As closures as part of the efforts to mitigate the coronavirus pandemic continue, Utahns are taking to the outdoors in full force.
“You drive through the canyon, you go by the river trail, it’s packed. Drive by wind caves, it’s packed.cPeople are getting out, they’re recreating,” said Patrick Kelly, the Director of Education at the Stokes Nature Center in Cache Valley. “And they’re really taking special, and maybe heightened, pride in where we live and the natural resources and the opportunities we have."
Since February, Utahns’ park usage has increased by up to 111%, according to the Institute of Outdoor Recreation and Tourism. In Cache Valley, it’s up by 182%.
It’s not certain whether that’s because of pandemic-related desperation for the outdoors, or just the warm weather getting people outside.
Katherine Veeder is the Director of Education at the Swaner Preserve and Eco Center in Park City. She said that when Summit County first had strict stay-at-home protocols, the Eco Center got a ton of calls asking if families could volunteer on the preserve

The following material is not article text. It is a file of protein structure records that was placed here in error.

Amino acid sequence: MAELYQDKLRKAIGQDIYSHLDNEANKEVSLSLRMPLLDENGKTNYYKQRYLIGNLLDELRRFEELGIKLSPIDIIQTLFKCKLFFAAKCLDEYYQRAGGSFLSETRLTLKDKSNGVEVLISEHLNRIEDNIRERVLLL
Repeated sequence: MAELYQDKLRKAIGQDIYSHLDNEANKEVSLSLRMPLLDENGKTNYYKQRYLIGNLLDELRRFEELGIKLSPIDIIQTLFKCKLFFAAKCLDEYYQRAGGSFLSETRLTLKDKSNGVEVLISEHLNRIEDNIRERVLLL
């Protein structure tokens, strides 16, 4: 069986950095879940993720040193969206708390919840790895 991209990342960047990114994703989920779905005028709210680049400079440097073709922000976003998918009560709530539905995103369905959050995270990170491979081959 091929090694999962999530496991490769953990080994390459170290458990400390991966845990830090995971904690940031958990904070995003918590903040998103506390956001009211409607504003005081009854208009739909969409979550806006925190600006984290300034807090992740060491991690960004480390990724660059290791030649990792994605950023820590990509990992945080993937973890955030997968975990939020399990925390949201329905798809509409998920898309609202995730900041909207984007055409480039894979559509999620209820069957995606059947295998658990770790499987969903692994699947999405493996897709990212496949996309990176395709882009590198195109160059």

“Suddenly parents were taking on the role of, not only are they parents and guardians, but they’re also the school teacher and they’re making lunch and they’re doing all these different things,” Veeder said. “So I think getting outside was really helpful for them to feel engaged with the community even if they can’t see their classmate or their friends or teachers or anything like that.”
And getting outdoors has more benefits than just getting out of your stuffy house.
“There’s substantial research that shows that adults and kids getting outside has all of these benefits physically and mentally,” Veeder stated. “So you see things from eyesight improvement and focus they can maintain, all the way to decreased blood pressure, lower levels of stress and cortisol.”
It also helps that, in this difficult economy, nature is free.